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Should Divots Be Considered Ground Under Repair?


Foursum Golf

Should divot holes be considered GUR under the Rules of Golf?  

128 members have voted

  1. 1. Should divot holes be considered GUR under the Rules of Golf?



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54 minutes ago, Ole Duffer said:

Speaking of unfair, what seems unfair is to cherry-pick posts, take portions out of context, and just show the portion you think will make your point, without showing the rest of the post, which clearly shows that the person really doesn't have a preference one way or the other, just that he understands why 42.2% would be in favor of a rule change. 

😁

My thought as well. The anti's make good points, but I also think the pro-changers make solid points. I will say this, it's hard to respond to a previous comment I have made when it's broken up 5 ways expecting an answer to 5 different points. When this is done, it often takes the message out of context and makes it difficult to reply to. In retrospect, I don't think this topic can find new input, it's basically rehashing and rehashing the same thing over and over. I will be content playing by the rules as they are, even in a divot. With nothing new for me to say I will not post in this thread anymore, nothing will change. Thanks to all who posted here!

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(edited)
15 minutes ago, Vinsk said:

Sure. But it isn’t unfair.

One of Australia's most aloof and unpopular Prime Ministers, Malcolm Fraser,  was widely lampooned and criticised for famously staing "Life wasn't meant to be easy".

It certainly wasn't for him when he "lost his trousers" and was locked out of his hotel room in a seedy Memphis hotel in 1986. :-)

11 minutes ago, Billy Z said:

 but I also think the pro-changers make solid points.

I'm yet to see a single one. Please elaborate.

I challenge you to say why my bunker photo and example doesn't make the proposition impossible to implement.

Edited by Shorty
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14 minutes ago, Shorty said:

One of Australia's most aloof and unpopular Prime Ministers, Malcolm Fraser,  was widely lampooned and criticised for famously staing "Life wasn't meant to be easy".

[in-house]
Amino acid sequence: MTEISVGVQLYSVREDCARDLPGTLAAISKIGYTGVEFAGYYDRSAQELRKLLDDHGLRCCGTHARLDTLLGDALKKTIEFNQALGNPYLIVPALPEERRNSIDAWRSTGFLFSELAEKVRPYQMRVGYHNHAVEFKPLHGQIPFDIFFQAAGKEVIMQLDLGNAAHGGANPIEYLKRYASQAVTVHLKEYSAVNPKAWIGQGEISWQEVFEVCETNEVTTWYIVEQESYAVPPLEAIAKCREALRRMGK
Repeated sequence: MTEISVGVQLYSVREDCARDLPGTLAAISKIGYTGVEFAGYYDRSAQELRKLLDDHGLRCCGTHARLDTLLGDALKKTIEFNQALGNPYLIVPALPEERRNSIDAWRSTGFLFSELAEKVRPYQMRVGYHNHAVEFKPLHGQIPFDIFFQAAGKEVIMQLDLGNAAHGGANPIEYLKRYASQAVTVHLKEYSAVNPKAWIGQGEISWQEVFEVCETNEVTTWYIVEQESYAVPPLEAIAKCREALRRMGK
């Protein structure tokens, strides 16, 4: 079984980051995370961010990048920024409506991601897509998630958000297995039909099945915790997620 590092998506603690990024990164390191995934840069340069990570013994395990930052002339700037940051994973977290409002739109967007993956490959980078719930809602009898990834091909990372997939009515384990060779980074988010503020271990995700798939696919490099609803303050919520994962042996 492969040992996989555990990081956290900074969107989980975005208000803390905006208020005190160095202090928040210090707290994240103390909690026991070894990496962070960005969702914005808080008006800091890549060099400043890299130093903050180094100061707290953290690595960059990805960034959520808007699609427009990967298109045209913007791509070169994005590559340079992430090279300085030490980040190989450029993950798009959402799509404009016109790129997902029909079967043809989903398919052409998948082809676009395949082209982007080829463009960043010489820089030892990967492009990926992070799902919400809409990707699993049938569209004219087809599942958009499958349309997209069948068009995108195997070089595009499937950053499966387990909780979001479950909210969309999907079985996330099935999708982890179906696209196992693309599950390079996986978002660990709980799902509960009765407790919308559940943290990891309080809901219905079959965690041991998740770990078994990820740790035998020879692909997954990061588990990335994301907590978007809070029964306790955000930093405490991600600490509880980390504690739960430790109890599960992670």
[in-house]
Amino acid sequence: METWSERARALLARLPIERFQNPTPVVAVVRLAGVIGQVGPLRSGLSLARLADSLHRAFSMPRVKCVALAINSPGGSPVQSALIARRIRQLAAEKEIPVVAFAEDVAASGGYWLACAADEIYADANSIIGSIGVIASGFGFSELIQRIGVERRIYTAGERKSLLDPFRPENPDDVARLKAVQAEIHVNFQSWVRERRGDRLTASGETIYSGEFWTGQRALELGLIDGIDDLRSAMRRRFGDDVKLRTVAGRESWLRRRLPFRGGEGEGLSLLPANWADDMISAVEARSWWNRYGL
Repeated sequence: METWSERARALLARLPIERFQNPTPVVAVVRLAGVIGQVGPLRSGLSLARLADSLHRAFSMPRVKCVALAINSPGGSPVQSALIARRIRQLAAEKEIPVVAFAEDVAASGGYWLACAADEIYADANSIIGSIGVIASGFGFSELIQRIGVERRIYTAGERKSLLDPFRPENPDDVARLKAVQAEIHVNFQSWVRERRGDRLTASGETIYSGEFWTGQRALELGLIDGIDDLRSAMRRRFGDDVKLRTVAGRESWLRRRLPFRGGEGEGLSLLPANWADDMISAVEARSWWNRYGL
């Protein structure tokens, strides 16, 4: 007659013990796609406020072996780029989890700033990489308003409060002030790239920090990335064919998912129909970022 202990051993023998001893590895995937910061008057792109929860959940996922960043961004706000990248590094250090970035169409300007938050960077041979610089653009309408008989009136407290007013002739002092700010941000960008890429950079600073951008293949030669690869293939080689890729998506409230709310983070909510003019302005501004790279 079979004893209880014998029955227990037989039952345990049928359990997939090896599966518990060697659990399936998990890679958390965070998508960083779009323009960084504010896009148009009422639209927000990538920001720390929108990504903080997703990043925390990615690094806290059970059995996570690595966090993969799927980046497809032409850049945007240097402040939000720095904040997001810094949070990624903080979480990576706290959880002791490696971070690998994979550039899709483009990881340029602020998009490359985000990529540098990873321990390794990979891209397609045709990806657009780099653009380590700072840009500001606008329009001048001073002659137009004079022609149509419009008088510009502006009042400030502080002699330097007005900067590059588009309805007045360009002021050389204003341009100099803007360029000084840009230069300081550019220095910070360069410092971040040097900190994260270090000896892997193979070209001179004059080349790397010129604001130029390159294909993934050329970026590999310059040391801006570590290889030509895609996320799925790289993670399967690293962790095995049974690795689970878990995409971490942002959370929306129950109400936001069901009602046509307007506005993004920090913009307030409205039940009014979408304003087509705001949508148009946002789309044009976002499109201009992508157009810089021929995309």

It certainly wasn't for him when he "lost his trousers" and was locked out of his hotel room in a seedy Memphis hotel in 1986. :-)

I'm yet to see a single one. Please elaborate.

I challenge you to say why my bunker photo and example doesn't make the proposition impossible to implement.

There's nothing new for me to say, I feel like I'm talking for nothing. We should just agree to disagree.

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(edited)

What do the Lady PGA Players have to say?

If there is one rule in golf that you could change by fiat, what would it be?

A_Q8.png

https://www.espn.com/golf/story/_/id/19865737/lpga-confidential-survey-speaking-golf-inequalities

I would not have even thought about this issue if I had not seen this discussion about it, and I would not have even investigated to see how others feel about it if there wasn't such a criticism of someone in favor of a rule change in this discussion. 

But, then, when I looked, 42.2% of this forum is in favor of a rule change, more than 50% in a larger poll favor relief, and it's the #1 thing lady pros would like to see changed.

So, it appears to be a valid concern.  If there was a rule change, I would not expect an outcry.

 - - - - - - -

Folks can argue this until they're blue in the face, and I expect there's some blue faces around here, but when you google-search the topic, what you find is that the the major expected change that did not happen in 2018, when so many rules were changed, is relief from a divot in the fairway.

Edited by Ole Duffer
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13 minutes ago, Billy Z said:

but I also think the pro-changers make solid points.

I have yet to hear a solid point for taking relief from a fairway divot. The fact that fairway has the word fair in it is not a solid point. A poll of golfers that would like to see this rule changed is not a solid point. Conflating fair/unfair and lucky/unlucky is not a solid point.

18 minutes ago, Billy Z said:

I don't think this topic can find new input, it's basically rehashing and rehashing the same thing over and over.

Yes, this thread has been stuck in an infinite loop, mostly because of the same "unfair" argument being stated over and over again as justification for getting relief from a fairway divot.

Note: At one point in my history as a golfer, I was firmly on the side of taking relief from fairway divots, so it's not like I don't understand the origin of the other side's stance. I also thought the the OB stroke and distance penalty was dumb. And many other things along these lines. Frankly, I still have a limited understanding of the rules and purpose of the rules, but the better I understand them, the more I get out of the game.

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10 minutes ago, Ole Duffer said: